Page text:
Am J Sports Med 2016 Oct 11;44(10):2537-2545. Epub 2016 Aug 11.

Department of Orthopaedics and Rehabilitation, University of Vermont, Burlington, Vermont, USA

Background: Anterior cruciate ligament (ACL) graft rupture occurs at a high rate, especially in young athletes. The geometries of the tibial plateau and femoral intercondylar notch are risk factors for first-time ACL injury; however, little is known about the relationship between these geometries and risk of ACL graft rupture.

Hypothesis: The geometric risk factors for noncontact graft rupture are similar to those previously identified for first-time noncontact ACL injury, and sex-specific differences exist.

Study Design: Case-control study; Level of evidence, 3.

Methods: Eleven subjects who suffered a noncontact ACL graft rupture and 44 subjects who underwent ACL reconstruction but did not experience graft rupture were included in the study. Using magnetic resonance imaging, the geometries of the tibial plateau subchondral bone, articular cartilage, meniscus, tibial spines, and femoral notch were measured. Risk factors associated with ACL graft rupture were identified using Cox regression.

Results: The following were associated with increased risk of ACL graft injury in males: increased posterior-inferior-directed slope of the articular cartilage in the lateral tibial plateau measured at 2 locations (hazard ratio [HR] = 1.50, P = .029; HR = 1.39, P = .006), increased volume (HR = 1.45, P = .01) and anteroposterior length (HR = 1.34, P = .0023) of the medial tibial spine, and increased length (HR = 1.18, P = .0005) and mediolateral width (HR = 2.19, P = .0004) of the lateral tibial spine. In females, the following were associated with increased risk of injury: decreased volume (HR = 0.45, P = .02) and height (HR = 0.46, P = .02) of the medial tibial spine, decreased slope of the lateral tibial subchondral bone (HR = 0.72, P = .01), decreased height of the posterior horn of the medial meniscus (HR = 0.09, P = .001), and decreased intercondylar notch width at the anterior attachment of the ACL (HR = 0.72, P = .02).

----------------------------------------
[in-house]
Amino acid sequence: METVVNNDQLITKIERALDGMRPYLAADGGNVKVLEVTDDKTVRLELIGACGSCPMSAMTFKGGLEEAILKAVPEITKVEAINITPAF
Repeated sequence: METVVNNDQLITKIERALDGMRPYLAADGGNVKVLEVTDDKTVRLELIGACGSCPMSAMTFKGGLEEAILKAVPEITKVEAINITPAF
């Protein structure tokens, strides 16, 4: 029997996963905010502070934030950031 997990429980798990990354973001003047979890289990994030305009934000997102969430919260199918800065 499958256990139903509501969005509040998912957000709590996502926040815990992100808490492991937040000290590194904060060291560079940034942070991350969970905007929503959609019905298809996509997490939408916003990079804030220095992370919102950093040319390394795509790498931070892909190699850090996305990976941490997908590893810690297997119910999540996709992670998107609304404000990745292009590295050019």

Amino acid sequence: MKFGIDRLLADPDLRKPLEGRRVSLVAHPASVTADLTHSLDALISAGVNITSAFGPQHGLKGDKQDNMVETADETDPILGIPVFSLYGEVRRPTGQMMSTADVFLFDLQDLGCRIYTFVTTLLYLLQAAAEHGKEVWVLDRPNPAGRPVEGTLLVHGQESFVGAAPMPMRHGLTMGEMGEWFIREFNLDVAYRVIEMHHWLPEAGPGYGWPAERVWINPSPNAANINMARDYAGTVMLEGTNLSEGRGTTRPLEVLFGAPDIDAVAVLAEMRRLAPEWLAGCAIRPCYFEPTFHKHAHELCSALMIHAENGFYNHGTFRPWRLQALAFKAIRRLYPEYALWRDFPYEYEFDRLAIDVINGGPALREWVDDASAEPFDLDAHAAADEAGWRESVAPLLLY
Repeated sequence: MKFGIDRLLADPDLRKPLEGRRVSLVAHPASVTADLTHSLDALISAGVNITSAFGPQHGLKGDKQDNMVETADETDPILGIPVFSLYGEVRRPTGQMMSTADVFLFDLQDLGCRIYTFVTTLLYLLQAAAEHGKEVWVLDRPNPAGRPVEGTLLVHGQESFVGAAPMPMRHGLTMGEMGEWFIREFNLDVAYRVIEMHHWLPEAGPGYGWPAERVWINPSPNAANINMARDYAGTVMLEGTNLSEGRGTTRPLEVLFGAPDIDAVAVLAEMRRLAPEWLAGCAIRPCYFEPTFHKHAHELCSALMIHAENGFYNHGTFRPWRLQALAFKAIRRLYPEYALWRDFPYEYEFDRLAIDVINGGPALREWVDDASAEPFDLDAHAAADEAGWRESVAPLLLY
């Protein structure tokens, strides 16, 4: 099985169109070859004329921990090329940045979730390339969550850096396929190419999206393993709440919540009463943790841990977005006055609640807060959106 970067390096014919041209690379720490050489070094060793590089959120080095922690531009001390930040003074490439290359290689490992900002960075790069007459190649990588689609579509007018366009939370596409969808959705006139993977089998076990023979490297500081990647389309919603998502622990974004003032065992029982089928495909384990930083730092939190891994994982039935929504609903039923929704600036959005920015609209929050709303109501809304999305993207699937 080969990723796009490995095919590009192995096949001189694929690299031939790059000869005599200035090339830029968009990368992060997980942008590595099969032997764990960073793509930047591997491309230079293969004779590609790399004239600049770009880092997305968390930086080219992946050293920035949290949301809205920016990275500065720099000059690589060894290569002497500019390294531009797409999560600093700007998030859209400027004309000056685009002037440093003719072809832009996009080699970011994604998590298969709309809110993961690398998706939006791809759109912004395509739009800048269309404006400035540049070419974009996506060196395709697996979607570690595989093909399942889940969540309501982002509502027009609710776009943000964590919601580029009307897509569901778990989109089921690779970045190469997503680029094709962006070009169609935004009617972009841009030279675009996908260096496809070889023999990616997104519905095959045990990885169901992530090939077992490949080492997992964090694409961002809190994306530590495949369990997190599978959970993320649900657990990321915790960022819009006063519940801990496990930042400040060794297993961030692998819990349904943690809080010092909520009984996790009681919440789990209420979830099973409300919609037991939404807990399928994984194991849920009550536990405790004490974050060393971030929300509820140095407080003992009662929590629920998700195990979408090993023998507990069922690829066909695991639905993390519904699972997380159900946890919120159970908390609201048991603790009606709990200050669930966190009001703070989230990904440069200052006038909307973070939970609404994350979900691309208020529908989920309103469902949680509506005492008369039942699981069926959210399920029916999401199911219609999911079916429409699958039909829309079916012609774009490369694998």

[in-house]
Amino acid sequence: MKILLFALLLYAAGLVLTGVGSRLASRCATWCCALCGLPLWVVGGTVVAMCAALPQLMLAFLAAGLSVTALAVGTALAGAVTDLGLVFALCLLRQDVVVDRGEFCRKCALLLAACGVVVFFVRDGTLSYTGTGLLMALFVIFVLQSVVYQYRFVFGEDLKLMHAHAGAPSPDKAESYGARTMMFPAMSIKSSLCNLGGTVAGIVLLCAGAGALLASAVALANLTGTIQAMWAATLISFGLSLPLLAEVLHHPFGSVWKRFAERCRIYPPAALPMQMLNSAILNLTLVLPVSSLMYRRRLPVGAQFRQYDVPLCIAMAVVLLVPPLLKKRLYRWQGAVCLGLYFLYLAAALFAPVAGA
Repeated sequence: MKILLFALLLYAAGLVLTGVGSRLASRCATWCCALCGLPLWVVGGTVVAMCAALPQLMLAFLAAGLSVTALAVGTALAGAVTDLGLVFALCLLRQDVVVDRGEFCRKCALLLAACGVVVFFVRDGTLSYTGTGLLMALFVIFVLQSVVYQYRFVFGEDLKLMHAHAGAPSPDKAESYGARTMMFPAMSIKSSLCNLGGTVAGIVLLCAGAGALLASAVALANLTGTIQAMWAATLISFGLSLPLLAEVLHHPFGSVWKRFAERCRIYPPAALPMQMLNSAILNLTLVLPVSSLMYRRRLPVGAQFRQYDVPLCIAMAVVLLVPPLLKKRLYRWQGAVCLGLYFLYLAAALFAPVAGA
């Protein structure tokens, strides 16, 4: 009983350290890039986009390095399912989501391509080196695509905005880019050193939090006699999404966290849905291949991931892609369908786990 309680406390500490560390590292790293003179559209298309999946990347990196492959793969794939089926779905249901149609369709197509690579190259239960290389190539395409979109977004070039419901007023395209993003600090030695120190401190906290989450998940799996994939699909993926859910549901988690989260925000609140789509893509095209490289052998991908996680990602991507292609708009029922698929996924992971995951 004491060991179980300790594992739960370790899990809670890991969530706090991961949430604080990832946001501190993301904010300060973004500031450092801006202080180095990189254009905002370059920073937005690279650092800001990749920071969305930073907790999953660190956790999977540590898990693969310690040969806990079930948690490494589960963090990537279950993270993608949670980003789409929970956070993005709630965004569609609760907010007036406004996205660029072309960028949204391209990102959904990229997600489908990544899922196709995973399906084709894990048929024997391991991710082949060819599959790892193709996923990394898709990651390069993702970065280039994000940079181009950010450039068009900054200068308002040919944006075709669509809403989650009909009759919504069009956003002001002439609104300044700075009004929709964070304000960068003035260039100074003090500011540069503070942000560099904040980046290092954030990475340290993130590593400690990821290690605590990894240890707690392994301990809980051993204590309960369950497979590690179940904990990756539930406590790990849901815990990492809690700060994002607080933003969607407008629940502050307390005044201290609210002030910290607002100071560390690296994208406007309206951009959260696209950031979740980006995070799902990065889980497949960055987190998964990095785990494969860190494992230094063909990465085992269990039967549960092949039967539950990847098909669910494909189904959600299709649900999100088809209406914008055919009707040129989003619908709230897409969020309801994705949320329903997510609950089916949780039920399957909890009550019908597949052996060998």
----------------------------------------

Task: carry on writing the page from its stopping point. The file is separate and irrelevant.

Conclusion: The geometric risk factors for ACL graft rupture are different for males and females. For females, a decreased femoral intercondylar notch width and a decreased height of the posterior medial meniscus were risk factors for ACL graft rupture that have also been found to be risk factors for first-time injury. There were no risk factors in common between ACL graft injury and first-time ACL injury for males.